Haunted Hawai‘i: My Personal Experience With the Supernatural and the Unexplained
Many say that Hawai‘i is full of ghosts and otherwordly beings–not just from one culture, but all of the cultures that live together in the islands. This is one writer’s experience with the supernatural.
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Many say that Pele appears in various forms along the Chain of Craters Road on the Big Island—as a beautiful young woman or a wizened, elderly woman.
I don’t like to retell my stories, fearing the more I say, the more I’ll experience, the less I’ll sleep. And I need my sleep.
It all started when I was in kindergarten at St. Anthony’s in Kalihi Valley. I befriended the ghost of a young boy who had died there when it was an orphanage. Except I didn’t know he was a ghost. I deemed him my imaginary friend, as you do when you’re 5, and never thought anything of it.
By the time I was in college, my sensitivity was at an all-time high. I would see my grandfather, who had died in 1949, standing in our front yard. Then, on a geology field trip to the Big Island, six of us jumped in a van and drove to the end of Chain of Craters Road in the Hawai‘i Volcanoes National Park in the middle of the night and witnessed the unexplained chanting of hula dancers moving in the eerie glow of the lava.
And when I told my manager at a mortgage company in downtown Honolulu about the unexplained stench of cigarette smoke, strange noises and mysterious occurrences on the abandoned fourth floor where I had been assembling gift baskets, she called in a kahu to bless the entire building. This Hawaiian priest was the first of several I would meet who said to me, “You have a gift.”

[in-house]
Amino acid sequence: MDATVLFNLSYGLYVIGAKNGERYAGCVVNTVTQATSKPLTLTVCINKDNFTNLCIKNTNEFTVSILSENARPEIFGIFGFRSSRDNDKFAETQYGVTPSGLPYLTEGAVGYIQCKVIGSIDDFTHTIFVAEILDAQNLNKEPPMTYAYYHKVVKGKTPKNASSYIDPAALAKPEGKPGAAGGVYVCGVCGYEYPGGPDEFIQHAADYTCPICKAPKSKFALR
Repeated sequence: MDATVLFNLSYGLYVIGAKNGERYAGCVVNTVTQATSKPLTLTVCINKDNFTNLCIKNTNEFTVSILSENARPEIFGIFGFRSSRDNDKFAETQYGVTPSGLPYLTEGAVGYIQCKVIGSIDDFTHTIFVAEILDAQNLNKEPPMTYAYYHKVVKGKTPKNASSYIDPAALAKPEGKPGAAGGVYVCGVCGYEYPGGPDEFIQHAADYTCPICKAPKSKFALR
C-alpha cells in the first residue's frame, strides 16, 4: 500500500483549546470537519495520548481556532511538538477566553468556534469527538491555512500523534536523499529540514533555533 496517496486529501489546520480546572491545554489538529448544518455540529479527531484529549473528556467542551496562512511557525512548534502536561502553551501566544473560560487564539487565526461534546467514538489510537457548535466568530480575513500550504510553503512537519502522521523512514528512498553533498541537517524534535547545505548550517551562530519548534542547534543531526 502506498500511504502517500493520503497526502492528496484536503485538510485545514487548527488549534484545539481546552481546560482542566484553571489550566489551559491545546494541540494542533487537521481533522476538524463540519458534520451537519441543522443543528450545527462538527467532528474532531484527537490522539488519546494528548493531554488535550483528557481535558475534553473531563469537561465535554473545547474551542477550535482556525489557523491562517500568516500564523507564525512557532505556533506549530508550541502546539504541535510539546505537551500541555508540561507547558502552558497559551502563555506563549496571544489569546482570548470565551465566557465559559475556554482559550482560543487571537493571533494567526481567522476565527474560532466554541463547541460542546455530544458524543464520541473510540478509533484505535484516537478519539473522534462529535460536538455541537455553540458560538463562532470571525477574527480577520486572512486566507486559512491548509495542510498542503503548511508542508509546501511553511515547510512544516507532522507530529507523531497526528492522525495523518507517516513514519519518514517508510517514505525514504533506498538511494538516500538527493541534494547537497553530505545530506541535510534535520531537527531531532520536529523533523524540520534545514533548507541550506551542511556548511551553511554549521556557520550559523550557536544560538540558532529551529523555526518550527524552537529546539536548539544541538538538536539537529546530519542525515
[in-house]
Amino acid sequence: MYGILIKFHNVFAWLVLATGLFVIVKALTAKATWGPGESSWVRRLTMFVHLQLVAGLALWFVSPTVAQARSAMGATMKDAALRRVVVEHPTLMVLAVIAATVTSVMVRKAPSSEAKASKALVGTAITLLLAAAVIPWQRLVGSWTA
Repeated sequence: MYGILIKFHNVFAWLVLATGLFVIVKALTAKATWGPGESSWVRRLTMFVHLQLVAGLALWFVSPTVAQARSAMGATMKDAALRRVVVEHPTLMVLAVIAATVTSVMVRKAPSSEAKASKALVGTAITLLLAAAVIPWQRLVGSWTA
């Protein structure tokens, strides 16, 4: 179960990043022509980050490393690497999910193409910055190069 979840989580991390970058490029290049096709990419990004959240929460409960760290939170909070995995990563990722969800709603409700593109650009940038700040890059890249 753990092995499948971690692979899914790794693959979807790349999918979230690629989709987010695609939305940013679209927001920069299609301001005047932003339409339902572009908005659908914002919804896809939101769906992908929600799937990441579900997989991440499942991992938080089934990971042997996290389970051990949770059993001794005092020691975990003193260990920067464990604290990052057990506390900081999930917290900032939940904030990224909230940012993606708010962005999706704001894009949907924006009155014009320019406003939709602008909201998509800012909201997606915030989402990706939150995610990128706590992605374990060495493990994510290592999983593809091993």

“It’s more a curse than a gift,” I recently told Lopaka Kapanui, who has for nearly 20 years shared ghost stories and conducted tours that stop at some of O‘ahu’s most haunted spots.
We were standing outside Mauna ‘Ala, the Royal Mausoleum, in Nu‘uanu, the burial site for the high chiefs of Hawai‘i. I thought it was a bad idea to meet there, not because of the proximity to the sacred iwi of Hawaiian ali‘i, but it had been raining all morning with no signs of letting up. Taking notes in the rain is never a good idea.
But as soon as we walked over to the stark obelisk standing guard outside the crypt for the Kalākaua family, the rain stopped and the dark clouds looming overhead parted.
Just a coincidence, I thought to myself, though I could tell from Kapanui’s smile he knew what I was thinking and disagreed.
He had brought me here to talk about the connection between culture and the supernatural, how those of us who grew up in the Islands have a deep respect for the dead and the spirits that remain with us.
“I get the heebies sometimes when I’m inside the chapel,” Kapanui admitted. “I get this very heavy feeling. One time it was so heavy, I was actually walking out hunched over.”
I had never been inside the chapel. It was the original mausoleum building that Queen Lili‘uokalani had converted into a chapel in 1865 after the caskets were moved into tombs and the crypts below ground. Nor had I been down the stairs into the crypts. These are not areas often open to the public.
But that morning, for some reason, the doors of the chapel were open. So, of course, we walked over. Emerging from the shadows of the dark chapel was my high school classmate, Kai Maioho, whose father, Bill, was the caretaker of Mauna ‘Ala until his death earlier this year. I hadn’t seen Maioho since we graduated and, after a quick recap of the last 20 years, he asked if I wanted to go into the crypts. Kapanui looked at me, his eyes wide, and I quickly responded yes. Maioho grabbed the eight-pound golden key—eight pounds representing the eight Hawaiian Islands—and led us into the underground tombs of the Kalākaua dynasty.
“All these things,” Kapanui says later, “mean something.” I knew what he meant. The rain stopping, my high school classmate opening the crypt for us, the timing of it all. It was enough to make me pause, chicken skin notwithstanding.
But what does it all mean?